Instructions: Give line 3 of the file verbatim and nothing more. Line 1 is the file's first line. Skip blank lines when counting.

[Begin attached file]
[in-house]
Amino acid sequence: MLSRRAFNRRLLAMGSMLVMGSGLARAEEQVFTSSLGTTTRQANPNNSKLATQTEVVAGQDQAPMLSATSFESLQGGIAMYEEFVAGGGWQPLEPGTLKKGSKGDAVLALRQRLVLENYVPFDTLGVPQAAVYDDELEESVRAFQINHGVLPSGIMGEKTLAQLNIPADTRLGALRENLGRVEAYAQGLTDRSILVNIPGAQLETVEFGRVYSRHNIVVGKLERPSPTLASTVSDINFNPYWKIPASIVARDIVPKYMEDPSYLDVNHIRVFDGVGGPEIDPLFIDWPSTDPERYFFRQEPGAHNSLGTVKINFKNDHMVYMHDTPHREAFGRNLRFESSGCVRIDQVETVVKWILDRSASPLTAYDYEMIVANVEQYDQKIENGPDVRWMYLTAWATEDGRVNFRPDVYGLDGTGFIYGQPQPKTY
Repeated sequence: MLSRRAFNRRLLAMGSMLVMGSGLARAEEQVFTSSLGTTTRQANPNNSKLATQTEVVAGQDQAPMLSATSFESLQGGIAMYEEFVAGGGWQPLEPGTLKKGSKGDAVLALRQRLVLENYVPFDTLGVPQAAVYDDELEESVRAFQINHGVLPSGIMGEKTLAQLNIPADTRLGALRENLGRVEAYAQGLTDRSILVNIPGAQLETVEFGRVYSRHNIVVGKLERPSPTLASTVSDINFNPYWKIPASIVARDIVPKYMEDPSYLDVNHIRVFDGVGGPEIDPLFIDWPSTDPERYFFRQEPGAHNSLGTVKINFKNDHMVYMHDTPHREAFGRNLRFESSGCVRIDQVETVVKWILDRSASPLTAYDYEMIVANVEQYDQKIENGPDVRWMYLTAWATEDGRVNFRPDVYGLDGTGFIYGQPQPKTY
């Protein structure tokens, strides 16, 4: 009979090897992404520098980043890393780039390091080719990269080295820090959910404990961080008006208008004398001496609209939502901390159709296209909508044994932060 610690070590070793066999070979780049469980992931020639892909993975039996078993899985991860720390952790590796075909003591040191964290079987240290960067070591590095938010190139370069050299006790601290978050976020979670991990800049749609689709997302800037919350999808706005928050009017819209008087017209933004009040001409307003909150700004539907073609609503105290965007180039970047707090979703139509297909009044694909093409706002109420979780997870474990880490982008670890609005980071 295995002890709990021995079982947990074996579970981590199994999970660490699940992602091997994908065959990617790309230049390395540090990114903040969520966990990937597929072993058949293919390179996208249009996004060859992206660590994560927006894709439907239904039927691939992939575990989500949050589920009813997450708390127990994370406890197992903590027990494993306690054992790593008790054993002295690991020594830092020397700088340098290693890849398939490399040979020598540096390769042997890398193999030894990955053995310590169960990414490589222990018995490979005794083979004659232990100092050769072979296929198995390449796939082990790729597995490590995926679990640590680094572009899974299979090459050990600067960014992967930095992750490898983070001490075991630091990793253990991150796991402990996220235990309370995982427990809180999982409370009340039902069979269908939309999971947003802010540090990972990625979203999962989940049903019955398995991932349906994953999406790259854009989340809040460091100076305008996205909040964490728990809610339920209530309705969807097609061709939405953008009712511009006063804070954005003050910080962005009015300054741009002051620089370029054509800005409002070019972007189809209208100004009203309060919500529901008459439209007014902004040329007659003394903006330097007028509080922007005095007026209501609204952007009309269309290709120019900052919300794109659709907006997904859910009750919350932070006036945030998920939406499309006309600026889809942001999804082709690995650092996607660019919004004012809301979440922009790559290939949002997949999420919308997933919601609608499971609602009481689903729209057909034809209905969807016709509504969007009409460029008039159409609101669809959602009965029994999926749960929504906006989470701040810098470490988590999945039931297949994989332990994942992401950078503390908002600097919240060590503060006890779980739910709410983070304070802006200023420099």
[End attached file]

Repeated sequence: MLSRRAFNRRLLAMGSMLVMGSGLARAEEQVFTSSLGTTTRQANPNNSKLATQTEVVAGQDQAPMLSATSFESLQGGIAMYEEFVAGGGWQPLEPGTLKKGSKGDAVLALRQRLVLENYVPFDTLGVPQAAVYDDELEESVRAFQINHGVLPSGIMGEKTLAQLNIPADTRLGALRENLGRVEAYAQGLTDRSILVNIPGAQLETVEFGRVYSRHNIVVGKLERPSPTLASTVSDINFNPYWKIPASIVARDIVPKYMEDPSYLDVNHIRVFDGVGGPEIDPLFIDWPSTDPERYFFRQEPGAHNSLGTVKINFKNDHMVYMHDTPHREAFGRNLRFESSGCVRIDQVETVVKWILDRSASPLTAYDYEMIVANVEQYDQKIENGPDVRWMYLTAWATEDGRVNFRPDVYGLDGTGFIYGQPQPKTY